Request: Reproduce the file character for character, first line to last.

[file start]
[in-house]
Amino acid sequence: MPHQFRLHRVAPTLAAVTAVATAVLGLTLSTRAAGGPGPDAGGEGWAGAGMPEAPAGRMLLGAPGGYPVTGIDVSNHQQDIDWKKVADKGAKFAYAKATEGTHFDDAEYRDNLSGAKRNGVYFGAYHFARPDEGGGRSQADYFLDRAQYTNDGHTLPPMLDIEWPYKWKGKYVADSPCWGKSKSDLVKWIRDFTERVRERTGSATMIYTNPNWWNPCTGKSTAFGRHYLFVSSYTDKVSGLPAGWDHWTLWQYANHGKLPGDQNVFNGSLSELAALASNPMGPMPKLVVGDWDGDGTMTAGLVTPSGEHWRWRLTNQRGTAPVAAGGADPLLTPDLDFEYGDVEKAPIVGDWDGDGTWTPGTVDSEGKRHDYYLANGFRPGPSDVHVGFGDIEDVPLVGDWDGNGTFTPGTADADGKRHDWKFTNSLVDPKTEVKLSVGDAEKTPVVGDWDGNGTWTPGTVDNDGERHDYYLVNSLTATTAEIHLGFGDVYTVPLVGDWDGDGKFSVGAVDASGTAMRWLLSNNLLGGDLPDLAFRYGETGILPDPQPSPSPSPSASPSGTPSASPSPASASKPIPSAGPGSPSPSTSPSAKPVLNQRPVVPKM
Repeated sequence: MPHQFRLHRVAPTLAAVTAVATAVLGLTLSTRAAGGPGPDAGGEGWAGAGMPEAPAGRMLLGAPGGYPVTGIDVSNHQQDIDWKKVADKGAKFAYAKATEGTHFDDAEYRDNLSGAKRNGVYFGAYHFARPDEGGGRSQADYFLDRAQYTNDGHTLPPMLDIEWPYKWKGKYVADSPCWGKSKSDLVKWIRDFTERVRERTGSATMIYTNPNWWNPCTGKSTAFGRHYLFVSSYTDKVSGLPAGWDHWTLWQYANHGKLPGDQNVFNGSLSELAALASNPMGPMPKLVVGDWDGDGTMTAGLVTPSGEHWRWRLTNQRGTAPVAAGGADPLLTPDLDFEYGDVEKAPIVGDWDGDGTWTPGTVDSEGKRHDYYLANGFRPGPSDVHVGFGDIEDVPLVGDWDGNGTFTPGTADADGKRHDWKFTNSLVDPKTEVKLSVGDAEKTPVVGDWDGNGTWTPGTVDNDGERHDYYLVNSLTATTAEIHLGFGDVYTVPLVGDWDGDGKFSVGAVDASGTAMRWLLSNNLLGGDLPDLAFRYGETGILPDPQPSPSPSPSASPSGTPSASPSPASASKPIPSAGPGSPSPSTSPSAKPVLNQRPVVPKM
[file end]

[in-house]
Amino acid sequence: MPHQFRLHRVAPTLAAVTAVATAVLGLTLSTRAAGGPGPDAGGEGWAGAGMPEAPAGRMLLGAPGGYPVTGIDVSNHQQDIDWKKVADKGAKFAYAKATEGTHFDDAEYRDNLSGAKRNGVYFGAYHFARPDEGGGRSQADYFLDRAQYTNDGHTLPPMLDIEWPYKWKGKYVADSPCWGKSKSDLVKWIRDFTERVRERTGSATMIYTNPNWWNPCTGKSTAFGRHYLFVSSYTDKVSGLPAGWDHWTLWQYANHGKLPGDQNVFNGSLSELAALASNPMGPMPKLVVGDWDGDGTMTAGLVTPSGEHWRWRLTNQRGTAPVAAGGADPLLTPDLDFEYGDVEKAPIVGDWDGDGTWTPGTVDSEGKRHDYYLANGFRPGPSDVHVGFGDIEDVPLVGDWDGNGTFTPGTADADGKRHDWKFTNSLVDPKTEVKLSVGDAEKTPVVGDWDGNGTWTPGTVDNDGERHDYYLVNSLTATTAEIHLGFGDVYTVPLVGDWDGDGKFSVGAVDASGTAMRWLLSNNLLGGDLPDLAFRYGETGILPDPQPSPSPSPSASPSGTPSASPSPASASKPIPSAGPGSPSPSTSPSAKPVLNQRPVVPKM
Repeated sequence: MPHQFRLHRVAPTLAAVTAVATAVLGLTLSTRAAGGPGPDAGGEGWAGAGMPEAPAGRMLLGAPGGYPVTGIDVSNHQQDIDWKKVADKGAKFAYAKATEGTHFDDAEYRDNLSGAKRNGVYFGAYHFARPDEGGGRSQADYFLDRAQYTNDGHTLPPMLDIEWPYKWKGKYVADSPCWGKSKSDLVKWIRDFTERVRERTGSATMIYTNPNWWNPCTGKSTAFGRHYLFVSSYTDKVSGLPAGWDHWTLWQYANHGKLPGDQNVFNGSLSELAALASNPMGPMPKLVVGDWDGDGTMTAGLVTPSGEHWRWRLTNQRGTAPVAAGGADPLLTPDLDFEYGDVEKAPIVGDWDGDGTWTPGTVDSEGKRHDYYLANGFRPGPSDVHVGFGDIEDVPLVGDWDGNGTFTPGTADADGKRHDWKFTNSLVDPKTEVKLSVGDAEKTPVVGDWDGNGTWTPGTVDNDGERHDYYLVNSLTATTAEIHLGFGDVYTVPLVGDWDGDGKFSVGAVDASGTAMRWLLSNNLLGGDLPDLAFRYGETGILPDPQPSPSPSPSASPSGTPSASPSPASASKPIPSAGPGSPSPSTSPSAKPVLNQRPVVPKM